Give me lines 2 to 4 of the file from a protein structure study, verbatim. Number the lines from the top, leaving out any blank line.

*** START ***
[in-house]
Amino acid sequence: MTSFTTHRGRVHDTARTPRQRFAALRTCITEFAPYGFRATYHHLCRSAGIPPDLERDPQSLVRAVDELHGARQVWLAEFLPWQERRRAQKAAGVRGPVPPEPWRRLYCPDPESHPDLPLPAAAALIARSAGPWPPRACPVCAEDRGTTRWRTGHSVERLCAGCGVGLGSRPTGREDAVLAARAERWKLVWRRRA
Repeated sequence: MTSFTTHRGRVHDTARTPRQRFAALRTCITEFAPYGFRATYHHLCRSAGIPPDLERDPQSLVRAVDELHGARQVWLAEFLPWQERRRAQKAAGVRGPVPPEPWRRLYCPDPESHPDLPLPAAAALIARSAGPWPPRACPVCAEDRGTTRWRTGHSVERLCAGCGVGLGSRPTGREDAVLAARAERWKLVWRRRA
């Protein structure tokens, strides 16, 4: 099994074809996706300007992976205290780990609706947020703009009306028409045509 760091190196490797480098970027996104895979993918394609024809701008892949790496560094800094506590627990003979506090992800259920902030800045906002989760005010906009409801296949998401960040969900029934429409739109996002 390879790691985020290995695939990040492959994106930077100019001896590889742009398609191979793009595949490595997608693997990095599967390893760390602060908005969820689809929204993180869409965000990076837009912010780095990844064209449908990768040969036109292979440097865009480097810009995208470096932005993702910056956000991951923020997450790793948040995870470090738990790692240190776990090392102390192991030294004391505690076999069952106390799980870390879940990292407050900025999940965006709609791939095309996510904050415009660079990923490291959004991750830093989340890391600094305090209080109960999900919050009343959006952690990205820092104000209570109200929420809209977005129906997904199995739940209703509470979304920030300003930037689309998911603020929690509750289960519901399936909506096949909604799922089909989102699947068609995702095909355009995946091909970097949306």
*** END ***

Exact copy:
Amino acid sequence: MTSFTTHRGRVHDTARTPRQRFAALRTCITEFAPYGFRATYHHLCRSAGIPPDLERDPQSLVRAVDELHGARQVWLAEFLPWQERRRAQKAAGVRGPVPPEPWRRLYCPDPESHPDLPLPAAAALIARSAGPWPPRACPVCAEDRGTTRWRTGHSVERLCAGCGVGLGSRPTGREDAVLAARAERWKLVWRRRA
Repeated sequence: MTSFTTHRGRVHDTARTPRQRFAALRTCITEFAPYGFRATYHHLCRSAGIPPDLERDPQSLVRAVDELHGARQVWLAEFLPWQERRRAQKAAGVRGPVPPEPWRRLYCPDPESHPDLPLPAAAALIARSAGPWPPRACPVCAEDRGTTRWRTGHSVERLCAGCGVGLGSRPTGREDAVLAARAERWKLVWRRRA
């Protein structure tokens, strides 16, 4: 099994074809996706300007992976205290780990609706947020703009009306028409045509 760091190196490797480098970027996104895979993918394609024809701008892949790496560094800094506590627990003979506090992800259920902030800045906002989760005010906009409801296949998401960040969900029934429409739109996002 390879790691985020290995695939990040492959994106930077100019001896590889742009398609191979793009595949490595997608693997990095599967390893760390602060908005969820689809929204993180869409965000990076837009912010780095990844064209449908990768040969036109292979440097865009480097810009995208470096932005993702910056956000991951923020997450790793948040995870470090738990790692240190776990090392102390192991030294004391505690076999069952106390799980870390879940990292407050900025999940965006709609791939095309996510904050415009660079990923490291959004991750830093989340890391600094305090209080109960999900919050009343959006952690990205820092104000209570109200929420809209977005129906997904199995739940209703509470979304920030300003930037689309998911603020929690509750289960519901399936909506096949909604799922089909989102699947068609995702095909355009995946091909970097949306």